Undergraduate study - 2025 entry
Edinburgh: Extraordinary futures await.

MA Social Policy and Economics

UCAS code: LL41

Duration: 4 years

Delivery: Full-time

School: Social and Political Science

College: Arts, Humanities & Social Sciences

Study abroad

Introducing MA Social Policy and Economics

This popular joint degree programme provides a grounding in both social policy and economics, two subjects which complement and enrich each other.

Social policy

Social policy at the University of Edinburgh will enable you to engage with confidence in many of the political debates of our time.

We deal with a wide array of policy areas, for example:

  • health
  • welfare
  • labour markets
  • education
  • family and childhood

We discuss how policies affect our civic culture through studying political engagement and citizen participation.

Our programme will equip you with the knowledge to understand how policies affect society and the economy. It will also enable you to critically assess how policies are made and what actors and processes influence the policy-making process.


In economics, you will examine the incentives that shape and reconcile the important decisions made by:

  • individuals
  • businesses
  • governments
  • societies

You will also explore the macroeconomic outcomes that may arise from those decisions, such as:

  • economic fluctuations
  • growth
  • unemployment
  • crises

Who is the programme for?

Our degrees are for students who are interested in how political actions affect the real lives of people.

Our programmes are designed to foster critical thinking about policy to ensure our graduates are able to look beyond news headlines and understand in detail why certain political decisions are taken and what their impact may be.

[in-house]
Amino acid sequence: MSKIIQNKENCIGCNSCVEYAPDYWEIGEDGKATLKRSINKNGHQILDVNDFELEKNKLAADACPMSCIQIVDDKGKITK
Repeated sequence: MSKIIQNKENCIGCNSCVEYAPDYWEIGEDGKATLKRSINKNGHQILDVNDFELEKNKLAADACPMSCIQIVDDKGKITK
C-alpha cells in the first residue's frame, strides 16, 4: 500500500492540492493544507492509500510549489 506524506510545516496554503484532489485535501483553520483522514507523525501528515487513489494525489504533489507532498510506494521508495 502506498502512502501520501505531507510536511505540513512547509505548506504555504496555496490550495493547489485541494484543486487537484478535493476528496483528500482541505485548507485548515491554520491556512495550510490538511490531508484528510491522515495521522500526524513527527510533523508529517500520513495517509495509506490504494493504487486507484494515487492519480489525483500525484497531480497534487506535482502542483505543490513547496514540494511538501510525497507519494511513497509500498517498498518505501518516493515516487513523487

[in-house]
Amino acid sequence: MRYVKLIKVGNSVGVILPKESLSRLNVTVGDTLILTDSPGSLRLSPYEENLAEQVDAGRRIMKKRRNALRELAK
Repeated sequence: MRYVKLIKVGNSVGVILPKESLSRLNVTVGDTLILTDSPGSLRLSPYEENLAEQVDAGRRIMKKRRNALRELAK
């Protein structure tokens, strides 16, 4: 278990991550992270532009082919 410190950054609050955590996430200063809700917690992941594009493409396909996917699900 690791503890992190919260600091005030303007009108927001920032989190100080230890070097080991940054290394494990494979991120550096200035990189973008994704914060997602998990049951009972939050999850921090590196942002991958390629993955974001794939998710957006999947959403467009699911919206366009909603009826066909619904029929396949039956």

Why Edinburgh?

You will be taught by staff members who are passionate about conducting research that has strong applications to the world outside of academia.

We work closely with:

  • governments
  • non-governmental organisations (NGOs)
  • third sector and interest representation groups
  • international organisations
  • other external actors

International comparative analyses are one of our main strengths. We place a strong emphasis on providing you with empirical research skills, so that you can become a critical researcher yourself.

Take a social policy degree at the University of Edinburgh and you will be challenged to re-evaluate how you look at politics, society and the economy with the ability to improve others’ understanding as well.

Our joint honours degrees allow you to gain a disciplinary understanding both in core social policy analyses as well as another subject area.

You will take core courses to understand how social policy affects different parts of society and will learn how different systems of social policy can result in very different relationships between the state and other actors.

You will also learn the foundations of economics in the first two years.

You can gain insights into particular methods of understanding society, but apply those to real-world problems that stretch beyond the reach of those disciplines to understand the impact particular decisions have on different parts of society.